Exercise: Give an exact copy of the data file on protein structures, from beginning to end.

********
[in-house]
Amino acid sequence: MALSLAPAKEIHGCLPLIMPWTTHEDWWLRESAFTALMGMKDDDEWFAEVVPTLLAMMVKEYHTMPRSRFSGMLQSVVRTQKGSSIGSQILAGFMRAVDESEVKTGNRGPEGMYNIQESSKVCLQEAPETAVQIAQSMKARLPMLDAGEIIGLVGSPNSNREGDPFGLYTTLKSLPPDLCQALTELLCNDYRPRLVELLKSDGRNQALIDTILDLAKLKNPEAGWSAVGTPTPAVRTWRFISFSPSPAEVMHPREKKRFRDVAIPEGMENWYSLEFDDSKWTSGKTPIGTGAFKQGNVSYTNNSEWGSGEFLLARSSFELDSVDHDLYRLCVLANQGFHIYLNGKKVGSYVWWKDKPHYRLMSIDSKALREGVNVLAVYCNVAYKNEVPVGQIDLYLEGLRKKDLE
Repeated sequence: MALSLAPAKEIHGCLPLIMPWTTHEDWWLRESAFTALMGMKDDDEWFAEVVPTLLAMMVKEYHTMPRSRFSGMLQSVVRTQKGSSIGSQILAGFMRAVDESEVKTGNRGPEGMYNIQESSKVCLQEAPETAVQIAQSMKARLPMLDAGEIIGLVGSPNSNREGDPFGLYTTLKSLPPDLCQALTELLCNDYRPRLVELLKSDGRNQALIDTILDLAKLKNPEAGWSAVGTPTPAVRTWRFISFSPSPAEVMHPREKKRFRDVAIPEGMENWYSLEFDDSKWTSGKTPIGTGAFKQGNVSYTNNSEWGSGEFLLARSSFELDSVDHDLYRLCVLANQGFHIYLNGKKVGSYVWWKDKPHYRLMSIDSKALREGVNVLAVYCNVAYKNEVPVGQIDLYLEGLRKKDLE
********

[in-house]
Amino acid sequence: MALSLAPAKEIHGCLPLIMPWTTHEDWWLRESAFTALMGMKDDDEWFAEVVPTLLAMMVKEYHTMPRSRFSGMLQSVVRTQKGSSIGSQILAGFMRAVDESEVKTGNRGPEGMYNIQESSKVCLQEAPETAVQIAQSMKARLPMLDAGEIIGLVGSPNSNREGDPFGLYTTLKSLPPDLCQALTELLCNDYRPRLVELLKSDGRNQALIDTILDLAKLKNPEAGWSAVGTPTPAVRTWRFISFSPSPAEVMHPREKKRFRDVAIPEGMENWYSLEFDDSKWTSGKTPIGTGAFKQGNVSYTNNSEWGSGEFLLARSSFELDSVDHDLYRLCVLANQGFHIYLNGKKVGSYVWWKDKPHYRLMSIDSKALREGVNVLAVYCNVAYKNEVPVGQIDLYLEGLRKKDLE
Repeated sequence: MALSLAPAKEIHGCLPLIMPWTTHEDWWLRESAFTALMGMKDDDEWFAEVVPTLLAMMVKEYHTMPRSRFSGMLQSVVRTQKGSSIGSQILAGFMRAVDESEVKTGNRGPEGMYNIQESSKVCLQEAPETAVQIAQSMKARLPMLDAGEIIGLVGSPNSNREGDPFGLYTTLKSLPPDLCQALTELLCNDYRPRLVELLKSDGRNQALIDTILDLAKLKNPEAGWSAVGTPTPAVRTWRFISFSPSPAEVMHPREKKRFRDVAIPEGMENWYSLEFDDSKWTSGKTPIGTGAFKQGNVSYTNNSEWGSGEFLLARSSFELDSVDHDLYRLCVLANQGFHIYLNGKKVGSYVWWKDKPHYRLMSIDSKALREGVNVLAVYCNVAYKNEVPVGQIDLYLEGLRKKDLE